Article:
The Bone Headed toad has several common names including Helmeted toad and Mountain toad. Its easy to see why there is a reference to bony heads, especially with the females – where it is very noticeable. They occur (at least) through Cambodia, Southern China, Vietnam and Laos, at 100-1300m, so the Mountain toad name isn’t as obvious as the reference to bony heads. They are referenced to live close to water, and it would appear they breed in variety of streams and pools. They have been bred in captivity, some years ago, even though they are seldom offered for sale.
To keep this species is relatively standard toad husbandry. They don’t want to be kept too wet, toads from this genera prefer to have access to water, but be kept relatively dry. However, I would still suggest a glass or plastic constructed vivarium. There are many substrates that are suitable, pre-mixes substrates such as ProRep BioLife Forest would provide and easy option. I would recommend keeping the substrate relatively dry, with local areas of dampness. I have had good success with planting plants (that will tolerate the burrowing activities of the toads) and by watering the plants this has created damp areas within the terrarium. The toads then have a choice of various “dampness” in the substrate. Provide plenty of hides in the damp and the drier areas so the toads are not forced to stay in the safety of a hide that is too damp or too dry. This can vary as they shed their skin for example. A shallow water bowl will be required for bathing.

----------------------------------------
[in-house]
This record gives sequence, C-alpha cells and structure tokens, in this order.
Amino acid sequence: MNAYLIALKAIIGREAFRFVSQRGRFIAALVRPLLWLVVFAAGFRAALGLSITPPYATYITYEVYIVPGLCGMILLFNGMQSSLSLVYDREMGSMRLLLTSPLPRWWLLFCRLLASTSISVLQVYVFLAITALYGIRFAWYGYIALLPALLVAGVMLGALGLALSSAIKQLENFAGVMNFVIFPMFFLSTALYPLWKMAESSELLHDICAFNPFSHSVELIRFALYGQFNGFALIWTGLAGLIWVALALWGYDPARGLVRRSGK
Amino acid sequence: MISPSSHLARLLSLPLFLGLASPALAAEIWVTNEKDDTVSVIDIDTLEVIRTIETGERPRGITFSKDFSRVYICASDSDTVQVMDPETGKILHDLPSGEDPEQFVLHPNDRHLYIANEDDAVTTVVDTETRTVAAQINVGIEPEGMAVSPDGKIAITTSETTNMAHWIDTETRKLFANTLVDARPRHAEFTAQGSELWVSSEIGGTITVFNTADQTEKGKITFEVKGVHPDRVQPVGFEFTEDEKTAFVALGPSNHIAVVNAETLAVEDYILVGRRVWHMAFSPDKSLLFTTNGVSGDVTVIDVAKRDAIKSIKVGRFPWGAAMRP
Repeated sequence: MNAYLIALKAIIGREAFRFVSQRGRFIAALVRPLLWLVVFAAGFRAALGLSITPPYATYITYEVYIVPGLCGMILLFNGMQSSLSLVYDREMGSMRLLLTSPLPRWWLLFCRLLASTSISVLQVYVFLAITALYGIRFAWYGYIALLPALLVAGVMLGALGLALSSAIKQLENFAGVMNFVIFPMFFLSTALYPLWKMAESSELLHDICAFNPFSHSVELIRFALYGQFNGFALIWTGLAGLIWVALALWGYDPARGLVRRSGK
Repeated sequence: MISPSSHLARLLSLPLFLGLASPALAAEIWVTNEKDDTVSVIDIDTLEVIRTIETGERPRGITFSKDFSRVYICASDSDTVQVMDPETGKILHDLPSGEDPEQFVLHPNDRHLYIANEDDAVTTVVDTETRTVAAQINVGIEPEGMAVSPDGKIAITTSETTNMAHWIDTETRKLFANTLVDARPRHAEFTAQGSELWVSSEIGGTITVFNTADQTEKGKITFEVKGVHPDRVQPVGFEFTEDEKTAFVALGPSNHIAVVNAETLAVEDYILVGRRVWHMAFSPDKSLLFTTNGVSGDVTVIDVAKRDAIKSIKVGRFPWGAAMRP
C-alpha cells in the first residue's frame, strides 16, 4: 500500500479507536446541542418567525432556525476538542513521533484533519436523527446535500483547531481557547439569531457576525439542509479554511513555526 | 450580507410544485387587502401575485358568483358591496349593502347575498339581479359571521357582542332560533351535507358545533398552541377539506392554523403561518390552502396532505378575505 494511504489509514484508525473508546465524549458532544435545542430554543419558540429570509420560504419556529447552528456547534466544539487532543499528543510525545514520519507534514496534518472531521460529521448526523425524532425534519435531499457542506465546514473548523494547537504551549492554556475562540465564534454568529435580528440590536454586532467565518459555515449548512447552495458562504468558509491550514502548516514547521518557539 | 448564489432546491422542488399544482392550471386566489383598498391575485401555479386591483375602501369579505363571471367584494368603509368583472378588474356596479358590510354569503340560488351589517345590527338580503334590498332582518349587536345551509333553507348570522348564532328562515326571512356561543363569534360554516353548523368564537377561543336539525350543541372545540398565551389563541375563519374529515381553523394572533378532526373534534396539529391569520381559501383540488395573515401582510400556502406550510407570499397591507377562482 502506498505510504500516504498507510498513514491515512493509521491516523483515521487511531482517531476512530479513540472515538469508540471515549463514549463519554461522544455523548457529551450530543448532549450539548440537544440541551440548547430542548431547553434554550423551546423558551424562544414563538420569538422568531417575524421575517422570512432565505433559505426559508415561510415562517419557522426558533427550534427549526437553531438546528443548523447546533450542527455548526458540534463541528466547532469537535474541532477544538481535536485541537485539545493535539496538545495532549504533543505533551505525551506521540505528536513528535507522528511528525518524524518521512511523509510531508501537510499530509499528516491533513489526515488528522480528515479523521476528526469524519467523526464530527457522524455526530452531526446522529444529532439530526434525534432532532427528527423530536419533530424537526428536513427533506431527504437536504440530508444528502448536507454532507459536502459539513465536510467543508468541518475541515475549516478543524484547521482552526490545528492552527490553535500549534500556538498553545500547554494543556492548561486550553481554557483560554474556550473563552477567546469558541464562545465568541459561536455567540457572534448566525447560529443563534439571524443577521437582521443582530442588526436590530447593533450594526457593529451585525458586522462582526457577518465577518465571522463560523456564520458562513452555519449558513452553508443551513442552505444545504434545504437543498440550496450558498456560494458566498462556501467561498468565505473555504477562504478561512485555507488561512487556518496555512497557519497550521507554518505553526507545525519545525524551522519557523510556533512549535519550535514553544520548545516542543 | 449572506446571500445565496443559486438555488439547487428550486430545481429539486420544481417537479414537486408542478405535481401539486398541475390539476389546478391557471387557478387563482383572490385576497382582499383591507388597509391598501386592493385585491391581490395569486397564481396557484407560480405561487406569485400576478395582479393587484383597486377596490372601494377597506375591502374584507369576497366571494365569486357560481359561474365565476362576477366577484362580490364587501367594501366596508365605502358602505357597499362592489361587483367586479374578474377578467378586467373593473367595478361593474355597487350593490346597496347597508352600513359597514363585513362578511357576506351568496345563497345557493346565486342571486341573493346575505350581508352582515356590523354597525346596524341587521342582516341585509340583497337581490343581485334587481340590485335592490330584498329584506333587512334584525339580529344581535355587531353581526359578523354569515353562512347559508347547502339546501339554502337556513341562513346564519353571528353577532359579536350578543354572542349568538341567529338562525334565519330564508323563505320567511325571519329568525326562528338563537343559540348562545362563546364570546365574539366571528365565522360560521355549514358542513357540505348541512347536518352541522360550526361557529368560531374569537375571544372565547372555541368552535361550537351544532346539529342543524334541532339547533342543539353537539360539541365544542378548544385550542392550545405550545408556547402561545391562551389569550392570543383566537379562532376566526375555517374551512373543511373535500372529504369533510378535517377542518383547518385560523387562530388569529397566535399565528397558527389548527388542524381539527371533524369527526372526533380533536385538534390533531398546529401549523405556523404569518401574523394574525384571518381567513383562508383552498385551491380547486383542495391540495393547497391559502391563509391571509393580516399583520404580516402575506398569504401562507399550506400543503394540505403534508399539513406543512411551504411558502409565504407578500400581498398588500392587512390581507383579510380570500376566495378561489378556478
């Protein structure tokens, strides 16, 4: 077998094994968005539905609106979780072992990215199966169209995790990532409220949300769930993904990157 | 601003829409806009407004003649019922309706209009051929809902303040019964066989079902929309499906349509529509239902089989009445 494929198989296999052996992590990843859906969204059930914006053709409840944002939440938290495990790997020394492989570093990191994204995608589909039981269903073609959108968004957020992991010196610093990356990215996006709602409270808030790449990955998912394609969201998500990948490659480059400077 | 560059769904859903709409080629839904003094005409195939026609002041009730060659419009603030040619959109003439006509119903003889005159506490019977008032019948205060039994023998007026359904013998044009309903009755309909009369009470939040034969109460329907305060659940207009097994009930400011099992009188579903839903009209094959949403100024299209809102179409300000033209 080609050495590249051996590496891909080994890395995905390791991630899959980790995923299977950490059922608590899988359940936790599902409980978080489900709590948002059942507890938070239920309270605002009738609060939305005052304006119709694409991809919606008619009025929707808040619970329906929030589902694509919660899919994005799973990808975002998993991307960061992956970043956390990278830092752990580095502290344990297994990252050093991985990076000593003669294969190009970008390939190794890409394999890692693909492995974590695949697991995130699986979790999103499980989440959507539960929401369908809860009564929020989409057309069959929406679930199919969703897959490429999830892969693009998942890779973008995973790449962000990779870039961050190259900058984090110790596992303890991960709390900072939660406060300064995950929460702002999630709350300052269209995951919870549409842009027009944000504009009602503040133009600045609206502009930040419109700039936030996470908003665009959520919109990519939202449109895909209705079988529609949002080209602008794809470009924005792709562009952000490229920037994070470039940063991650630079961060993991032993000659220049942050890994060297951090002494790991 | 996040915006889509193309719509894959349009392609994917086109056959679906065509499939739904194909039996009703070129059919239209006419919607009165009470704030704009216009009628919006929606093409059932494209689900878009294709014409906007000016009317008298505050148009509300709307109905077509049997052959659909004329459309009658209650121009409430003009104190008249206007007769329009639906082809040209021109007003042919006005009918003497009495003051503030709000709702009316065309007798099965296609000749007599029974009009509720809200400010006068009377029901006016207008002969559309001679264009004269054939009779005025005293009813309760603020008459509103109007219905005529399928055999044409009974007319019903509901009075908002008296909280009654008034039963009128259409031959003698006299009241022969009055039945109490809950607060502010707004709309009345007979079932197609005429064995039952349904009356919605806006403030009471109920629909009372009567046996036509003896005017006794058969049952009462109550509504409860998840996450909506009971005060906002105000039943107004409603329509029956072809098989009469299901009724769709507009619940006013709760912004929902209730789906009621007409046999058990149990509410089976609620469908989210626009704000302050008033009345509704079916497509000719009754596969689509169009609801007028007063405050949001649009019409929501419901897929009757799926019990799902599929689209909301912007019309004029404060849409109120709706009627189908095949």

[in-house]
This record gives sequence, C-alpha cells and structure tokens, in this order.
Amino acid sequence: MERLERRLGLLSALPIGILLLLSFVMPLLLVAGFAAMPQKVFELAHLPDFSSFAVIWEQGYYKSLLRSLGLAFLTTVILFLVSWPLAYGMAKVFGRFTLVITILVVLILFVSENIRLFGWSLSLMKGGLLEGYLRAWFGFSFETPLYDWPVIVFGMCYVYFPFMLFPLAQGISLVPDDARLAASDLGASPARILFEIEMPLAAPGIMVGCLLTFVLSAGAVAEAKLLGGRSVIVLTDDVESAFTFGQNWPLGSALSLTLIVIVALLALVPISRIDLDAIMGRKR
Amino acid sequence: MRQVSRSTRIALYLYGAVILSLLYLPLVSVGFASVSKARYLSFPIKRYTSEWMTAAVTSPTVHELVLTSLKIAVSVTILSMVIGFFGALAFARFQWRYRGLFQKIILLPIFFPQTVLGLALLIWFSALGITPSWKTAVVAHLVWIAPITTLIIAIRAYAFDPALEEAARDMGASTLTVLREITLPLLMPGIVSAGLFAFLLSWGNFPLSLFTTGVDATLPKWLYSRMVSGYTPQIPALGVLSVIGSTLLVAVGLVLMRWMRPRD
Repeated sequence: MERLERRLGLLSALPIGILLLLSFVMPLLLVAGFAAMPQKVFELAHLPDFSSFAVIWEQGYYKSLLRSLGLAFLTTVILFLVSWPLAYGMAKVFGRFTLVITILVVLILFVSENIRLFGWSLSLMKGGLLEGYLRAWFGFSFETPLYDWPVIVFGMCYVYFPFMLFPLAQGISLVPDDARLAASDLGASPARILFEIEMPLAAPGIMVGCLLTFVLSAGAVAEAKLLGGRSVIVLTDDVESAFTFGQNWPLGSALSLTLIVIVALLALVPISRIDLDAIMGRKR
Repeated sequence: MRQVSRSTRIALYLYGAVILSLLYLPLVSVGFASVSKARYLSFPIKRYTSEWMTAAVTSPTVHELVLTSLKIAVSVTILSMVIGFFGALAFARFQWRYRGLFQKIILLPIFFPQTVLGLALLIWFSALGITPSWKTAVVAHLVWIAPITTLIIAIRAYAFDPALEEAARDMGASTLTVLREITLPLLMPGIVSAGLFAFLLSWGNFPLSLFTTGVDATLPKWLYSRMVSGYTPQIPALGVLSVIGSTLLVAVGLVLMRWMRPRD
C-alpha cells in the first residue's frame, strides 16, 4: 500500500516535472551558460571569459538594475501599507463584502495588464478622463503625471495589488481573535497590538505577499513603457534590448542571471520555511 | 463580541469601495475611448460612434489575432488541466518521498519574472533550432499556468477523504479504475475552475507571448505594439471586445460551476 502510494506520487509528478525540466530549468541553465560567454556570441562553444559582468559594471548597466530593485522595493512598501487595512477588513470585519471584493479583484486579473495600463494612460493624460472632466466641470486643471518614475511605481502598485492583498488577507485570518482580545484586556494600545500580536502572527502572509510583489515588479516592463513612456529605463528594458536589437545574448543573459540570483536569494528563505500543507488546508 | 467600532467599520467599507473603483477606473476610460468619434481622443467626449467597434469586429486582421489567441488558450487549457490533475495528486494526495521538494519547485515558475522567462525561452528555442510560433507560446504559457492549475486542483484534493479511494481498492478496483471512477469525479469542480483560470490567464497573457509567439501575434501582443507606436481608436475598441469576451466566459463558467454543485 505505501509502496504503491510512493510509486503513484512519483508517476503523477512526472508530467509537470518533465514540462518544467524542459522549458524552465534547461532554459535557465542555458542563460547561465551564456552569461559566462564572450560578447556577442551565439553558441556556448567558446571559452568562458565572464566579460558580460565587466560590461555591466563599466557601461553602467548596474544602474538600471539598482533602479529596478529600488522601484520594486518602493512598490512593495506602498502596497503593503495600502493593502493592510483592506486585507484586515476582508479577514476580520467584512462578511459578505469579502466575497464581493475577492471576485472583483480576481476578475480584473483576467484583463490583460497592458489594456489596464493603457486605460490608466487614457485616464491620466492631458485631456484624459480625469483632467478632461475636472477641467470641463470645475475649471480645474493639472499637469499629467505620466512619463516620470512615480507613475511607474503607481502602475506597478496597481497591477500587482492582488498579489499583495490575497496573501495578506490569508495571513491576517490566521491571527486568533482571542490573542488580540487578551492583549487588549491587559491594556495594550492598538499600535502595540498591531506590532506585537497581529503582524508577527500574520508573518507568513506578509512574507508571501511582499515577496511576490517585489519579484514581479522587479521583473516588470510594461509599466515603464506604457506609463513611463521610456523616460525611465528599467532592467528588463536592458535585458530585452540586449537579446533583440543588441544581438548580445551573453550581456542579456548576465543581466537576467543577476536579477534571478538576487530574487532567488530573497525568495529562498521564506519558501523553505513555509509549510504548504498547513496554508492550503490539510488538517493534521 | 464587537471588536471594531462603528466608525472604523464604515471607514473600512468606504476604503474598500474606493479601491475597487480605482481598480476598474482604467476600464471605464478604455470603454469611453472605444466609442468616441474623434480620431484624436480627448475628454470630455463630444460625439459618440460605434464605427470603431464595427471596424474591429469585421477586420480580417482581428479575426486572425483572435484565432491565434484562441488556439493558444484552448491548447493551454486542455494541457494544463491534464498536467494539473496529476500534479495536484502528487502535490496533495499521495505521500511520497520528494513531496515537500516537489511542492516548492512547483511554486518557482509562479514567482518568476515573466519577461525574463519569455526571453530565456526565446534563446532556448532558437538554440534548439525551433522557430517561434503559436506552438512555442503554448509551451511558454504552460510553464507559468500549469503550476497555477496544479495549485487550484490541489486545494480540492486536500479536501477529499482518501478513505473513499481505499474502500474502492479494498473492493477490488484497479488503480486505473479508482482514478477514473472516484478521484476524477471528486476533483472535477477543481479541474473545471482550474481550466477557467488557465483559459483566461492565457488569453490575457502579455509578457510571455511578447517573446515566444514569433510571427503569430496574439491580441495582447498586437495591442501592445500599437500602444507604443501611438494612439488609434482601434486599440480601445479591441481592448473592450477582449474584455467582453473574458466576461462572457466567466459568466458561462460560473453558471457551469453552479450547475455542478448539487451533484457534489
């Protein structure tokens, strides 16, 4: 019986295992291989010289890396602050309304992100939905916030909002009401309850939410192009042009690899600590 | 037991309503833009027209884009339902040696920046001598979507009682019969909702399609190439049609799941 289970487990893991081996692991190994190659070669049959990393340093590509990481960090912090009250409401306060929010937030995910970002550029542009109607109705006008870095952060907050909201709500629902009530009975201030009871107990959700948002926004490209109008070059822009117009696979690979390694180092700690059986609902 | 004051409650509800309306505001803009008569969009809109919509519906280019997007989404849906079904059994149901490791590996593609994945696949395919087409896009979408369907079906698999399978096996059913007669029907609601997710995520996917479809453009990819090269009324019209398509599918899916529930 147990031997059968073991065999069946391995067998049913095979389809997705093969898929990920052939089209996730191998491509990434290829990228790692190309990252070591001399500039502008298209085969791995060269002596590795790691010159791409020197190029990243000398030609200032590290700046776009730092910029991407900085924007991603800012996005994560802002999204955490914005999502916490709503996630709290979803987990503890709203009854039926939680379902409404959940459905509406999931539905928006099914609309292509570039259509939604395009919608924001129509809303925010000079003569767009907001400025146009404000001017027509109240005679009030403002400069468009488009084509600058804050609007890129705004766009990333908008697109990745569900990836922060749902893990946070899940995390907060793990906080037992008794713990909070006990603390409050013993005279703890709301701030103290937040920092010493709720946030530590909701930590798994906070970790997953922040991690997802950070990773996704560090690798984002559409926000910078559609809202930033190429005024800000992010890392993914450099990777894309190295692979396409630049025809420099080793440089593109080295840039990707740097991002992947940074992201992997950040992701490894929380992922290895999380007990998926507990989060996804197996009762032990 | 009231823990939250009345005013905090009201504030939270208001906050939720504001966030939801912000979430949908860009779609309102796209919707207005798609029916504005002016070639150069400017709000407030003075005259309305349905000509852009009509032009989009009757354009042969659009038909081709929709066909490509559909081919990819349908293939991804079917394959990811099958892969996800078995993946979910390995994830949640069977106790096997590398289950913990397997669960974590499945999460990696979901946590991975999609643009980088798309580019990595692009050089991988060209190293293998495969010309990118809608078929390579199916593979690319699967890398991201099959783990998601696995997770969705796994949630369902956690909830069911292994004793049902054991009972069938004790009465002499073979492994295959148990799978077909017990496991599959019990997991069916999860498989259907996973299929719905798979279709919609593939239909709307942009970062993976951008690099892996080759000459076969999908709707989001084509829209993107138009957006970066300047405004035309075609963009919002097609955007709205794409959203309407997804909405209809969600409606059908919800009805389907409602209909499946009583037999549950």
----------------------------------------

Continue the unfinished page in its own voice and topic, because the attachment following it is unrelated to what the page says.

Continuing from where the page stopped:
This species of toad does not like high temperatures. Anything above 25C it will struggle, long term health issues will become a concern. Ideally around 18-22C is perfect, which incidentally many centrally heated homes are not too far off those temperatures. If your home is below those temperatures some form of vivarium heating will be required. Lighting can be provided, some keepers prefer not to use lighting, and do not report health issues. If you prefer the idea of lighting we would suggest a UVB T5 tube designed for shade loving species – Arcadia’s ShadeDweller is the obvious choice.
Like most toads they are generally greedy feeders on any insect they can cram in their mouths. Virtually all commercially available insects of suitable size are avidly eaten – earthworms, crickets, locusts and waxworms are some of their favourites. Ensure a variety of insects are offered so that a balanced diet is achieved. To help with this I would recommend using a good quality multi-vitamin and mineral supplement, and always gutload the insects by feeding them a good quality diet such as ProRep BugGrub.
A very unusual toad species not offered for sale regularly, we have a small amount available at the moment.